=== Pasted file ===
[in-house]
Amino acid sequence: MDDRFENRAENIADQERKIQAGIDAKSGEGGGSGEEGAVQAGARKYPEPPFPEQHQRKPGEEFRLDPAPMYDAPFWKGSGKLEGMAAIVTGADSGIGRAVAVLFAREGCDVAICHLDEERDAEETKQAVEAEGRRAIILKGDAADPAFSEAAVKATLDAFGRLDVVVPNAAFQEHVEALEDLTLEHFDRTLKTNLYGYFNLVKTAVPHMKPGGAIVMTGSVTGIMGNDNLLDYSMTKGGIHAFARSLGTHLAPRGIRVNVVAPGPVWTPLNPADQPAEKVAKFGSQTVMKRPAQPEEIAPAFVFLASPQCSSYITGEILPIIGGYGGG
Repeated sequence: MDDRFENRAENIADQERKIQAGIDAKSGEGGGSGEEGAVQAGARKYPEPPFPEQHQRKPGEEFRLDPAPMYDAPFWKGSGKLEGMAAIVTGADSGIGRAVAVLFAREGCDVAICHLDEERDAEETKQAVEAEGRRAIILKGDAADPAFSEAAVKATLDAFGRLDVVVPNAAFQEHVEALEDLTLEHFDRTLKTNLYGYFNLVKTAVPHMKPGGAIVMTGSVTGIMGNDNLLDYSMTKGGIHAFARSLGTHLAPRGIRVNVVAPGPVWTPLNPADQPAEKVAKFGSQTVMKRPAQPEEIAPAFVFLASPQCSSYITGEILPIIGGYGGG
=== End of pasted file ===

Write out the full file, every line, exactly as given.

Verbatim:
[in-house]
Amino acid sequence: MDDRFENRAENIADQERKIQAGIDAKSGEGGGSGEEGAVQAGARKYPEPPFPEQHQRKPGEEFRLDPAPMYDAPFWKGSGKLEGMAAIVTGADSGIGRAVAVLFAREGCDVAICHLDEERDAEETKQAVEAEGRRAIILKGDAADPAFSEAAVKATLDAFGRLDVVVPNAAFQEHVEALEDLTLEHFDRTLKTNLYGYFNLVKTAVPHMKPGGAIVMTGSVTGIMGNDNLLDYSMTKGGIHAFARSLGTHLAPRGIRVNVVAPGPVWTPLNPADQPAEKVAKFGSQTVMKRPAQPEEIAPAFVFLASPQCSSYITGEILPIIGGYGGG
Repeated sequence: MDDRFENRAENIADQERKIQAGIDAKSGEGGGSGEEGAVQAGARKYPEPPFPEQHQRKPGEEFRLDPAPMYDAPFWKGSGKLEGMAAIVTGADSGIGRAVAVLFAREGCDVAICHLDEERDAEETKQAVEAEGRRAIILKGDAADPAFSEAAVKATLDAFGRLDVVVPNAAFQEHVEALEDLTLEHFDRTLKTNLYGYFNLVKTAVPHMKPGGAIVMTGSVTGIMGNDNLLDYSMTKGGIHAFARSLGTHLAPRGIRVNVVAPGPVWTPLNPADQPAEKVAKFGSQTVMKRPAQPEEIAPAFVFLASPQCSSYITGEILPIIGGYGGG